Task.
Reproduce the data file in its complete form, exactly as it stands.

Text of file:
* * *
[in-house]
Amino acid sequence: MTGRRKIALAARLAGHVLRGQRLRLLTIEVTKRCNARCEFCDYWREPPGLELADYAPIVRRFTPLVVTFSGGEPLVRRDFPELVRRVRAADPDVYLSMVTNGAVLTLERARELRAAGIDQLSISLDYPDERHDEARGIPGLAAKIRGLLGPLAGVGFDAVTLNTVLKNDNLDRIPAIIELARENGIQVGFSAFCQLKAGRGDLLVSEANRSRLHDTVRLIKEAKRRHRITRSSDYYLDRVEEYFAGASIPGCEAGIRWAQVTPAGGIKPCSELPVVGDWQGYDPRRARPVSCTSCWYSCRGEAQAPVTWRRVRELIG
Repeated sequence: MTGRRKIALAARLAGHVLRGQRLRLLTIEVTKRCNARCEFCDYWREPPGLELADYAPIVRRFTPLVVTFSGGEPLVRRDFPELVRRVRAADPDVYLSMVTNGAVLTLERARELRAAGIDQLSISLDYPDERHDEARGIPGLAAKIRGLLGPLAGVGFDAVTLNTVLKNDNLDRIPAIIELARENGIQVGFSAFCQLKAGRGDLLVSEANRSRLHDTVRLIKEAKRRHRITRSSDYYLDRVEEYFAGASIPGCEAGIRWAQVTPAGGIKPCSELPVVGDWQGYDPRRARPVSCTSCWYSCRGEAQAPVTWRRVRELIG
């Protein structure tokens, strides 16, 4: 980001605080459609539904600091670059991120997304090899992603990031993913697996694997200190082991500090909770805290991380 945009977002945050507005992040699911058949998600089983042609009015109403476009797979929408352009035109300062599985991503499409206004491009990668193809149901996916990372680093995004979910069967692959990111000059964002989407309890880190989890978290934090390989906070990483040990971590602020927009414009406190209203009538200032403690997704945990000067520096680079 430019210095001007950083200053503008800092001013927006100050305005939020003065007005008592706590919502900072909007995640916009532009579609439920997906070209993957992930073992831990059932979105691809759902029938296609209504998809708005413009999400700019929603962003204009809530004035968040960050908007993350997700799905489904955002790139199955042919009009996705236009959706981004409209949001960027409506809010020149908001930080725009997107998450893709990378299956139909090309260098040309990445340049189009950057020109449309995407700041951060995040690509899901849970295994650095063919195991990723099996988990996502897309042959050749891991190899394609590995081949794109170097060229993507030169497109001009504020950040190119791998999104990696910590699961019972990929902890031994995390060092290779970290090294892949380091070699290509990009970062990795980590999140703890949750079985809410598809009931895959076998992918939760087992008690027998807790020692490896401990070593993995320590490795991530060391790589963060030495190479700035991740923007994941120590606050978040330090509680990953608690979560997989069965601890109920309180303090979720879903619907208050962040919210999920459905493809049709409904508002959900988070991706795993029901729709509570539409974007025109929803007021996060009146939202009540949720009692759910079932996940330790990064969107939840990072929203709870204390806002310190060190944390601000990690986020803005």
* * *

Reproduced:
[in-house]
Amino acid sequence: MTGRRKIALAARLAGHVLRGQRLRLLTIEVTKRCNARCEFCDYWREPPGLELADYAPIVRRFTPLVVTFSGGEPLVRRDFPELVRRVRAADPDVYLSMVTNGAVLTLERARELRAAGIDQLSISLDYPDERHDEARGIPGLAAKIRGLLGPLAGVGFDAVTLNTVLKNDNLDRIPAIIELARENGIQVGFSAFCQLKAGRGDLLVSEANRSRLHDTVRLIKEAKRRHRITRSSDYYLDRVEEYFAGASIPGCEAGIRWAQVTPAGGIKPCSELPVVGDWQGYDPRRARPVSCTSCWYSCRGEAQAPVTWRRVRELIG
Repeated sequence: MTGRRKIALAARLAGHVLRGQRLRLLTIEVTKRCNARCEFCDYWREPPGLELADYAPIVRRFTPLVVTFSGGEPLVRRDFPELVRRVRAADPDVYLSMVTNGAVLTLERARELRAAGIDQLSISLDYPDERHDEARGIPGLAAKIRGLLGPLAGVGFDAVTLNTVLKNDNLDRIPAIIELARENGIQVGFSAFCQLKAGRGDLLVSEANRSRLHDTVRLIKEAKRRHRITRSSDYYLDRVEEYFAGASIPGCEAGIRWAQVTPAGGIKPCSELPVVGDWQGYDPRRARPVSCTSCWYSCRGEAQAPVTWRRVRELIG
């Protein structure tokens, strides 16, 4: 980001605080459609539904600091670059991120997304090899992603990031993913697996694997200190082991500090909770805290991380 945009977002945050507005992040699911058949998600089983042609009015109403476009797979929408352009035109300062599985991503499409206004491009990668193809149901996916990372680093995004979910069967692959990111000059964002989407309890880190989890978290934090390989906070990483040990971590602020927009414009406190209203009538200032403690997704945990000067520096680079 430019210095001007950083200053503008800092001013927006100050305005939020003065007005008592706590919502900072909007995640916009532009579609439920997906070209993957992930073992831990059932979105691809759902029938296609209504998809708005413009999400700019929603962003204009809530004035968040960050908007993350997700799905489904955002790139199955042919009009996705236009959706981004409209949001960027409506809010020149908001930080725009997107998450893709990378299956139909090309260098040309990445340049189009950057020109449309995407700041951060995040690509899901849970295994650095063919195991990723099996988990996502897309042959050749891991190899394609590995081949794109170097060229993507030169497109001009504020950040190119791998999104990696910590699961019972990929902890031994995390060092290779970290090294892949380091070699290509990009970062990795980590999140703890949750079985809410598809009931895959076998992918939760087992008690027998807790020692490896401990070593993995320590490795991530060391790589963060030495190479700035991740923007994941120590606050978040330090509680990953608690979560997989069965601890109920309180303090979720879903619907208050962040919210999920459905493809049709409904508002959900988070991706795993029901729709509570539409974007025109929803007021996060009146939202009540949720009692759910079932996940330790990064969107939840990072929203709870204390806002310190060190944390601000990690986020803005």